Tall, Dark, and Mysterious


‘And why are there classes like this?’

File under: Righteous Indignation, Those Who Can't, Know Thyself. Posted by Moebius Stripper at 8:37 am.

If I didn’t know better, I’d swear that Rudbeckia Hirta was teaching one of the other sections of precalculus at Island U - that’s how applicable this post of hers is to my situation:

I know that in my department we teach THOUSANDS of students each year, and we only have a few dozen majors. Almost all of our teaching is to freshmen in other departments. These other departments tell us which topics they want their students to see and how many semesters we have to cover it (and it’s often too much stuff in too little time). Completing these sequences in math certifies that the student knows some basic facts, can be trusted to be in a certain place at a certain time more often than not, and can follow basic directions.

…as long as intro-level courses continue to be service courses taken by freshmen who haven’t yet learned how to study, think, or learn, nothing is going to change.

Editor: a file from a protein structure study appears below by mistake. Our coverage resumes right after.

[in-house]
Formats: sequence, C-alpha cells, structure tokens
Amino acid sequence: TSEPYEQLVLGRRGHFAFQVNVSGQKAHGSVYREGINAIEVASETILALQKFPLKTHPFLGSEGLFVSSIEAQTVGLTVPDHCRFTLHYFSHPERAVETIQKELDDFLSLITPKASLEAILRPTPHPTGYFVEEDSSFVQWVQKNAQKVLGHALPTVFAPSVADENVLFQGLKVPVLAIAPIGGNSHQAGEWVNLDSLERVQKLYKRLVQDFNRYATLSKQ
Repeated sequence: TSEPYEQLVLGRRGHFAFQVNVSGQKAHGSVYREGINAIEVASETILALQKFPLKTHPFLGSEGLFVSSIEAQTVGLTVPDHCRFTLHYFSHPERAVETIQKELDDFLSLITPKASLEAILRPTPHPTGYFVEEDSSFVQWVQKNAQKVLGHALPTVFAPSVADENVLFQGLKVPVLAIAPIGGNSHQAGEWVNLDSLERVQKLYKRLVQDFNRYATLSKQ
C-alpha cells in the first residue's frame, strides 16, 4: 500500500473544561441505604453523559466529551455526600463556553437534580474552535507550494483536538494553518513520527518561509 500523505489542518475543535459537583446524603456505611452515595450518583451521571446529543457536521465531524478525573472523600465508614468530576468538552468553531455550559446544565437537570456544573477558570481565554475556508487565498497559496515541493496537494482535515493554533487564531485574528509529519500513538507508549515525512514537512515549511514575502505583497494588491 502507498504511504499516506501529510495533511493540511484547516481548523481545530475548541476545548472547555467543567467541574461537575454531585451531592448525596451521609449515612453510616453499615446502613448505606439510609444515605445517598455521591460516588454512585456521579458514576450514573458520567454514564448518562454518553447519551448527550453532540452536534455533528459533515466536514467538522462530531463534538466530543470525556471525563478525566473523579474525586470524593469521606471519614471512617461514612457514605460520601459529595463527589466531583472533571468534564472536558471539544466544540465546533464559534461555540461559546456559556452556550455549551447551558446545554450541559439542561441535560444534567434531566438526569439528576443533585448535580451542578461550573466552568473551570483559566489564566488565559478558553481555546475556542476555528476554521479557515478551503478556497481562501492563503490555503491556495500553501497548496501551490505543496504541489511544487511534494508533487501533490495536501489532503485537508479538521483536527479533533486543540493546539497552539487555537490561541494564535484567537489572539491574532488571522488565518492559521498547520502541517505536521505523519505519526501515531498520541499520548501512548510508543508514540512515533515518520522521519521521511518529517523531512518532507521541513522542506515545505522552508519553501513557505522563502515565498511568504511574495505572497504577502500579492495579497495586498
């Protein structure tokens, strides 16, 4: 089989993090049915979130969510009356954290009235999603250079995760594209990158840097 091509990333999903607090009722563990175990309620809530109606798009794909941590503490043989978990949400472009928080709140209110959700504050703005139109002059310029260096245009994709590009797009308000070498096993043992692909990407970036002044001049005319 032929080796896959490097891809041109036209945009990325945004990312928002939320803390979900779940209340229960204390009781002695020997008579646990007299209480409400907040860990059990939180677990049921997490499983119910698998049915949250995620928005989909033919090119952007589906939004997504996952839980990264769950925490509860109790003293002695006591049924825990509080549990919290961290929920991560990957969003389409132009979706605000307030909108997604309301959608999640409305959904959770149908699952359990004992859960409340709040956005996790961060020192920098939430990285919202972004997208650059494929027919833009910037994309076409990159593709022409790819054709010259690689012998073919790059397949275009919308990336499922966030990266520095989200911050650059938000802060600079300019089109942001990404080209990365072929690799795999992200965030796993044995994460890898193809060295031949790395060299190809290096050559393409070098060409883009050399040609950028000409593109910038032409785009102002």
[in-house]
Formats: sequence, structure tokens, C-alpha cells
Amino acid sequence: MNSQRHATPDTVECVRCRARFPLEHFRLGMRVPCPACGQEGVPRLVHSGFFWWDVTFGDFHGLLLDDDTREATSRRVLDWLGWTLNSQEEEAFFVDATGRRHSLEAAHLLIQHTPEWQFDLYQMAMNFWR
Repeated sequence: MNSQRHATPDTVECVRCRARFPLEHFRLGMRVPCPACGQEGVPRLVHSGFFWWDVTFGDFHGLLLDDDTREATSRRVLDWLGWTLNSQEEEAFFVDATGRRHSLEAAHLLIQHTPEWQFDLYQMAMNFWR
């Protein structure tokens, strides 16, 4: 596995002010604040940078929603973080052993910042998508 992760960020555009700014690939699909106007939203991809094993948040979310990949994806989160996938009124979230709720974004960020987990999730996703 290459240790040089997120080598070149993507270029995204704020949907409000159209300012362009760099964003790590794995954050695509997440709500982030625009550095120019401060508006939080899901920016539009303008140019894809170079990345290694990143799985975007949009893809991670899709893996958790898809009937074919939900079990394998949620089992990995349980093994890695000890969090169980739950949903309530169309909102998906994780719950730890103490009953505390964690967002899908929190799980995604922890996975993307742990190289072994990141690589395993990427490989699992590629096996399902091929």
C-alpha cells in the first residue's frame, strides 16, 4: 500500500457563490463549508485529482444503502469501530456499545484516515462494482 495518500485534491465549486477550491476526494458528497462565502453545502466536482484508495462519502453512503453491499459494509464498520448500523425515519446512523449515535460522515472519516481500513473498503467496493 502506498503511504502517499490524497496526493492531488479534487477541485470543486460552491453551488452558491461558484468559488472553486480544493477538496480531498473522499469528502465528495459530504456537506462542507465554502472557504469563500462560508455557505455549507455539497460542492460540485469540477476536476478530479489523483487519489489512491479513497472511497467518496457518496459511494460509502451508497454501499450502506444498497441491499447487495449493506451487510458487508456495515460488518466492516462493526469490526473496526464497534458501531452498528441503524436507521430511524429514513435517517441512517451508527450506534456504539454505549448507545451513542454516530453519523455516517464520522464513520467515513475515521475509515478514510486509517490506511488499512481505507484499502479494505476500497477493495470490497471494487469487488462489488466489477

It took me six months to figure it out, but I finally realized that teaching precalculus is not merely a challenging task: it is an impossible one. And that’s a big part of the source of my stress over this course - even if you do an impossible task well, it’s still and impossible task and at the end of the day, you’ve still failed. You can’t win. My job description, according to the sample syllabus I was given at the beginning of the term, is to teach thirty students how to factor quadratics, solve simple algebraic equations, solve algebraic inequalities, graph various types of functions, approximate roots of polynomials, and solve exponential and logarithmic equations. That’s certainly tractable with an audience of students who come with the prerequisite knowledge and experience. But students who haven’t learned any of the basics in math, and who haven’t learned to “study, think, or learn” aren’t ready to do what’s required by the syllabus unless I limit myself to showing step-by-step how to do a very limited array of questions, which they will then mimic when they see those exact same questions on the test. But that’s not math, and I refuse to do it. So, my real job - which I have three months to accomplish - is to teach thirty students (most of whom have failed at least one math class before) how to do five years’ worth of math (remember, these are the students who can’t add fractions), how to read mathematics, how to think about and study the subject…and only then can I teach them what I’m technically required to teach them.